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John Kerry Visits Antarctica, Vows to Do 'Everything Possible' to Prevent Trump From Dismantling Paris Agreement
U.S. Sec. of State John Kerry, while speaking in New Zealand Nov. 13, vowed to do "everything possible" to prevent president-elect Donald Trump from pulling the U.S. out of the Paris climate agreement.
"I believe the evidence is clear, and the question now that we, this administration, are going to continue to address is how we will implement the Paris Agreement," Kerry said. "And until January 20th when this administration is over, we intend to do everything possible to meet our responsibility to future generations to be able to address this threat to life itself on the planet.
"We will wait to see how the next administration addresses this, but I believe we're on the right track, and this is a track that the American people are committed to because the majority of the American people believe climate change is, in fact, happening and want to see us address it."
On Friday, before heading to New Zealand and the United Nation's COP22 in Morocco, Kerry visited Antarctica to get a firsthand glimpse of the impact climate change is having on the southernmost continent of our planet. He became the highest-ranking U.S. official ever to visit the South Pole.
A U.S. Air Force C-130 cargo plane—carrying U.S. Sec. of State John Kerry—idles at the Williams Skiway in Antarctica. Photo credit: State Department
Sec. Kerry walks away from a U.S. Air Force C-17 cargo plane at the Pegasus Ice Field after arriving in Antarctica. Photo credit: State Department
U.S. Sec. of State John Kerry and his traveling party look at an Adélie penguin after it approached them at a U.S. research station. Photo credit: State Department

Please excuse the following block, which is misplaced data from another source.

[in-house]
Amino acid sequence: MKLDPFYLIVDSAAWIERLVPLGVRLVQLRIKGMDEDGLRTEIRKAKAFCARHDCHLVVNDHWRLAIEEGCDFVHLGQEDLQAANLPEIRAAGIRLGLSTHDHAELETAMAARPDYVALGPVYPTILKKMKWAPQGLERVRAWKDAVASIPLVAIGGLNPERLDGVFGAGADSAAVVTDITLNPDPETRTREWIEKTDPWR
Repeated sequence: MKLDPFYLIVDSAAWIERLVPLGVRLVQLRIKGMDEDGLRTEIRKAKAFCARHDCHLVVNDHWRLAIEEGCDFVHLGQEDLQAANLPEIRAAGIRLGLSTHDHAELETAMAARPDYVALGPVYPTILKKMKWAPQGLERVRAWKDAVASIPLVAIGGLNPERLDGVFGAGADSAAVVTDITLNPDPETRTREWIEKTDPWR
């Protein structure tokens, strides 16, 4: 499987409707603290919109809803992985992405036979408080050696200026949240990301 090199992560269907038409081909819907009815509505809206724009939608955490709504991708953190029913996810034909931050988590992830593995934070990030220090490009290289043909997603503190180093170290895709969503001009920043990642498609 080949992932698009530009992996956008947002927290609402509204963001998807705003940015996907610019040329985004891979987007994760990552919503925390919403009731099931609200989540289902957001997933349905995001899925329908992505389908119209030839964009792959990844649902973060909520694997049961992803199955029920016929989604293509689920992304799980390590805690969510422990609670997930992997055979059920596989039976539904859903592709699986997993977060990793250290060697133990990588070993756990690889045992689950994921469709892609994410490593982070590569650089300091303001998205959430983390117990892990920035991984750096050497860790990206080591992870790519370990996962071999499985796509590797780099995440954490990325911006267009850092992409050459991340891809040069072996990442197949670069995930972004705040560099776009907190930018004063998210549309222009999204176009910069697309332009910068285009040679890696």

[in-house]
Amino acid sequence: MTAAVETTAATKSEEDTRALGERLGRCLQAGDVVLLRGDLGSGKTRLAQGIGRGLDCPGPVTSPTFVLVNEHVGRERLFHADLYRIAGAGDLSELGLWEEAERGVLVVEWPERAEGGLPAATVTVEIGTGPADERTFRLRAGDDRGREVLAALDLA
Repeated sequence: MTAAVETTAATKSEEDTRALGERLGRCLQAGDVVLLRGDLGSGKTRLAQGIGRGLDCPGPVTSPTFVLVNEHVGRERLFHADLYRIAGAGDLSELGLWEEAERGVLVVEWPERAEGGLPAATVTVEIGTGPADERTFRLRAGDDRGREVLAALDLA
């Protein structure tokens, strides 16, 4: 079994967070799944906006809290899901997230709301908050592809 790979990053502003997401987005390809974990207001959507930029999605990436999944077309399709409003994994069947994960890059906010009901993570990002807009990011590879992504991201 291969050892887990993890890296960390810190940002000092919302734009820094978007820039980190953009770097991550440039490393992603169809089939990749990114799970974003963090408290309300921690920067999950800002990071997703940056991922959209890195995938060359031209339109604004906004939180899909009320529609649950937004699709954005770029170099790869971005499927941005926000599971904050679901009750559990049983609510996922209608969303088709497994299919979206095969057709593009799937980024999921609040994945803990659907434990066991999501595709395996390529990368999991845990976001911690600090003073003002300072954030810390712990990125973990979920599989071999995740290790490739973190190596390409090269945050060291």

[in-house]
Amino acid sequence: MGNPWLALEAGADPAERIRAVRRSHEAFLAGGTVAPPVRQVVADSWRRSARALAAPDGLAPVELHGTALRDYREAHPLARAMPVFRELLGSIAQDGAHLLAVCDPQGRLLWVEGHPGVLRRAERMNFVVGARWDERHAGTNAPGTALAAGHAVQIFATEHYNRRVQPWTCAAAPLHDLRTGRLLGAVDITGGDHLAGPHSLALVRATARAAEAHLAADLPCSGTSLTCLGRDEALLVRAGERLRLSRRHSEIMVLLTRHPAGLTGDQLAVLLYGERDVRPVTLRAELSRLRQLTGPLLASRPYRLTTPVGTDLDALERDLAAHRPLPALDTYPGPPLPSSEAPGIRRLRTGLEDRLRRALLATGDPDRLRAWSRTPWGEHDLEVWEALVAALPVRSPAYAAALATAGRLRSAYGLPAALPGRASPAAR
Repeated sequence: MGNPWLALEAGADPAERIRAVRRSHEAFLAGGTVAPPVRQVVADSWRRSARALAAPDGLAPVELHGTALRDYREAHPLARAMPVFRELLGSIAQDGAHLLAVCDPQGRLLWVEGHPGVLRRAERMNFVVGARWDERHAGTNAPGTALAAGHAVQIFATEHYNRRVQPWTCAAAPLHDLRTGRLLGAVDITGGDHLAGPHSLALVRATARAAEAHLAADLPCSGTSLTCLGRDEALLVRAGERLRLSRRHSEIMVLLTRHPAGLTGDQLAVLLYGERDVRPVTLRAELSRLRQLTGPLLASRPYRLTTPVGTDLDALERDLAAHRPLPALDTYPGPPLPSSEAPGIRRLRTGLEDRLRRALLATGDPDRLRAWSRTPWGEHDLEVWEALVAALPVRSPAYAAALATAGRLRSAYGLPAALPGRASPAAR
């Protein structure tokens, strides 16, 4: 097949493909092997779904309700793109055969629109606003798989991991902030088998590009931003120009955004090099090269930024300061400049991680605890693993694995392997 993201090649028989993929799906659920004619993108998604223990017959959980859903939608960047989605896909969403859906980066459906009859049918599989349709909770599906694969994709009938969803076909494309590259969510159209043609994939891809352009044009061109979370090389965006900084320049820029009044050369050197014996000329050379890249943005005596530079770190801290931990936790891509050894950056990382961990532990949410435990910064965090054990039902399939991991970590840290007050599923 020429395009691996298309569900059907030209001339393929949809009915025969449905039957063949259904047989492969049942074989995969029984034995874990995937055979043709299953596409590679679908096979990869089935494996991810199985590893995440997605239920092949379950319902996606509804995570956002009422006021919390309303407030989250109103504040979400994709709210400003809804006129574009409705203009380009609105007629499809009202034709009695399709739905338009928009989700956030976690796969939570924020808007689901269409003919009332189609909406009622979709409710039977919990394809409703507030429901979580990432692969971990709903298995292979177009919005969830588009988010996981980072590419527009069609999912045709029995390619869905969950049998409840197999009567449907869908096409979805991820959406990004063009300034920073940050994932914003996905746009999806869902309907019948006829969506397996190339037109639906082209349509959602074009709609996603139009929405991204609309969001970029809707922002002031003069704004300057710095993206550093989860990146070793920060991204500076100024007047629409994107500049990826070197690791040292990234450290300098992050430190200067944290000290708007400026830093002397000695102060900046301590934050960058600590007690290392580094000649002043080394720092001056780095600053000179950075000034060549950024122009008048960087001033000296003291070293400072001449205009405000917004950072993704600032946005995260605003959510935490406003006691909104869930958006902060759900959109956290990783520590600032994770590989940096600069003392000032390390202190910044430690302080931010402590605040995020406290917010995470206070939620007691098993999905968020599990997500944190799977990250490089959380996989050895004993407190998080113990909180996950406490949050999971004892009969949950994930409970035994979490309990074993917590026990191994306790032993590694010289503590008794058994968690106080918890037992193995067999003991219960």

An Adélie penguin waddles toward U.S. Secretary of State John Kerry and his traveling party. Photo credit: State Department
A rookery of Adélie penguins in Cape Royds, Antarctica. Photo credit: State Department
A glacier flowing through a section of the McMurdo Dry Valleys. Photo credit: State Department
Sec. Kerry speaks with National Science Foundation Division of Antarctic Sciences Director Scott Borg inside the hut in Cape Royds, Antarctica, where explorer Ernest Shackleton and 14 other men lived in 1908. Photo credit: State Department
Provisions brought by explorer Ernest Shackleton in 1908. Photo credit: State Department
Sec. Kerry signs a guestbook where explorer Ernest Shackleton lived. Photo credit: State Department
The crew walk on volcanic rock near the hut in Cape Royds. Photo credit: State Department
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By Tara Lohan
A sign at the north end of Kanab, Utah, proclaims the town of 4,300 to be "The Greatest Earth on Show."
Non-perishable foods, such as canned goods and dried fruit, have a long shelf life and don't require refrigeration to keep them from spoiling. Instead, they can be stored at room temperature, such as in a pantry or cabinet.